Common Canning Mistakes and Safety
Avoiding Common Mistakes
Not Trusting the Process: Sometimes you may want to find a shortcut and want to crank up the heat or cut the processing time. Don’t do it! Just follow the recipe. The photo below is a time when I tried to crank up the heat to make my jam, thus burning the jam.
Thinking all hope is lost. If your jam doesn’t set or your jars don’t seal, it’s not a total loss! This can be saved. This article by Food in Jars talks about saving a runny jam! If your jars don’t seal, you always have to option to re-process or stick it in the fridge or freezer.
Safe Canning Practices
Following safe canning practices is essential throughout the entire canning process. Here are some of my top tips for staying safe while canning:
- Use clean jars: Always clean and sanitize your jars before filling them with food. It helps prevent contamination.
- Inspect and maintain sealing materials: Before using lids and rings, make sure they’re in good condition and free of damage.
- Adjust for altitude: If you’re canning at a high altitude, adjust your processing times accordingly to ensure food safety.
- Process foods accurately: Over-processing or under-processing your jars can lead to spoilage or unsafe food. Always follow the guide’s recommended processing time.
Food Safety Concerns
Food safety is an essential part of canning. By being aware of potential threats and monitoring the quality of canned food, I can minimize the risk of foodborne illnesses. Some crucial food safety concerns to keep in mind are:
- Botulism: A rare but serious illness that can cause paralysis. Be mindful to use an appropriate canning method (pressure cooker vs. water bath) depending on the acidity of the food being canned.
- Spoilage: Watch for signs of spoilage such as bulging lids or off odors before consuming canned goods.
- Mold growth: Mold can occur if jars are not sealed properly. If you see visible mold growth, discard the jar and its contents.
By acknowledging and addressing these food safety concerns, I am confident that my canning endeavors are not only preserving delicious food but maintaining a healthy and safe environment as well.
Canning Storage and Shelf Life
It is recommended to store canned goods in a cool, dry place. I find that a dark area, like a pantry or cupboard, works best to preserve the contents’ quality. When it comes to preventing spoilage, I always make sure to avoid high temperatures, which can cause the food to lose its freshness faster. However, I truly don’t have the space for this, so most of my canned goods are on the top shelf of my open-shelf pantry (not ideal conditions).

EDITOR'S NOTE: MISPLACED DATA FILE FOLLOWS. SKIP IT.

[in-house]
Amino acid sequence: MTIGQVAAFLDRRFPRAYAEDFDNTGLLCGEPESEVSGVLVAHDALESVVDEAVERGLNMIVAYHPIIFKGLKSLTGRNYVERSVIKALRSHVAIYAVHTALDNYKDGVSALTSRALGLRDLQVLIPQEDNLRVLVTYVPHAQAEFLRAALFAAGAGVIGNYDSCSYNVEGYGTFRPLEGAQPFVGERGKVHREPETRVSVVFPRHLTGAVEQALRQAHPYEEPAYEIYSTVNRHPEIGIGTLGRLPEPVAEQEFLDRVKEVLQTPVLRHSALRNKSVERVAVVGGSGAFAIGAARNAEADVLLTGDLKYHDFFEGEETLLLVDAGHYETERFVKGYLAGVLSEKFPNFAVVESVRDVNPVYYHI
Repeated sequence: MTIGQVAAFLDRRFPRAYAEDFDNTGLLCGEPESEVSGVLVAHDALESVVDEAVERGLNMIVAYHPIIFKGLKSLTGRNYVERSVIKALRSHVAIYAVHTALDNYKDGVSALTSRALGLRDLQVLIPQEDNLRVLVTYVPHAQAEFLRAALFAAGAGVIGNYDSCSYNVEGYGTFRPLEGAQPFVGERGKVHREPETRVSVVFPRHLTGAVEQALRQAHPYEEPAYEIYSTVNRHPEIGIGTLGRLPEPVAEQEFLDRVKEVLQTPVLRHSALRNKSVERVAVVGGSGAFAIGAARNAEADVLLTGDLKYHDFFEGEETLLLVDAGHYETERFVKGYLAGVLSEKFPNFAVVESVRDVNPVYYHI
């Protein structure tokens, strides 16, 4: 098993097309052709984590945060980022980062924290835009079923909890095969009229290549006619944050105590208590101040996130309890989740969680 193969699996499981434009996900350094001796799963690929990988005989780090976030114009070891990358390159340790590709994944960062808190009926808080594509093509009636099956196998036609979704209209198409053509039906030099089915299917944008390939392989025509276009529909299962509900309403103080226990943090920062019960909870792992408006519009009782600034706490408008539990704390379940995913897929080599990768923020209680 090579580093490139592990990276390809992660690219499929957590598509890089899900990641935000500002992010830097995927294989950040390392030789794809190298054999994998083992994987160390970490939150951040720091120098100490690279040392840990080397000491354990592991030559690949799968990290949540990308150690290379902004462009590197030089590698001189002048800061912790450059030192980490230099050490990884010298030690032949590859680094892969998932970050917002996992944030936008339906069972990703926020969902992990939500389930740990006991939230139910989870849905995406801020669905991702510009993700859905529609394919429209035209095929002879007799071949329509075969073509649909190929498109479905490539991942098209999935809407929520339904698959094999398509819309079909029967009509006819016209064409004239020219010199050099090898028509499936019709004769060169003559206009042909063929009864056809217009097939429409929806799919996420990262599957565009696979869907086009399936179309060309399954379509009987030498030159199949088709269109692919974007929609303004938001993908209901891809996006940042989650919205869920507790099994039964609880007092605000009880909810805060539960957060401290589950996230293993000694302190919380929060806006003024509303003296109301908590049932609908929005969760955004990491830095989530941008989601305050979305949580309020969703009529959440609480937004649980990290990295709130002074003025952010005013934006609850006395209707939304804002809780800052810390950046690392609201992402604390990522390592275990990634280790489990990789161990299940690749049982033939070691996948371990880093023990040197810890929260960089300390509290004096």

Here’s a list of my go-to tips for storing canned goods:
- Keep the cans in a dark place to prevent exposure to sunlight
- Avoid placing them on the kitchen counter, where they can be exposed to temperature fluctuations
- Ensure the storage area is dry to avoid rust on the cans
Shelf Life and Quality
The National Center for Home Food Preservation says home canned goods should last for at least a year. However, this does not mean you have to throw them away after a year. Most likely, the quality will decline, but it should still be safe to eat if it is still sealed. if it looks weird or makes you uncomfortable, toss it!
Believe it or not, high acid foods have a shorter shelf life than low-acid foods. This one confuses me, but it’s true!
|Approximate Shelf Life
|12 to 18 months
|2 to 5 years
I’ve found that a great way to get started with canning is to explore different canning recipes. There are plenty of online resources and even some books that offer a wide variety of canning recipes.
Be sure to check out my top picks for the Best Books on Home Food Preservation.
One of the best resources for canning beginners is the county extension office. They often hold canning workshops where you can learn the basics and ask questions to experienced professionals. Additionally, the National Center for Home Food Preservation is an excellent source of detailed information on various canning methods and techniques.
- County Extension Office: Find your local office
- National Center for Home Food Preservation: Learn more
Pin these Canning Tips for Later!
Put these tips to the test and try making Honey-Sweetened Strawberry Peach Jam!
About the Author:
I’m Brittany, totally modern and mainstream turned crunchy mama!
Read more here about how I went from a totally incompetent cook and hyper-consumer to striving to live a more meaningful life from scratch.
I can’t wait to share my modern homesteading journey with you and I hope I inspire you to join along!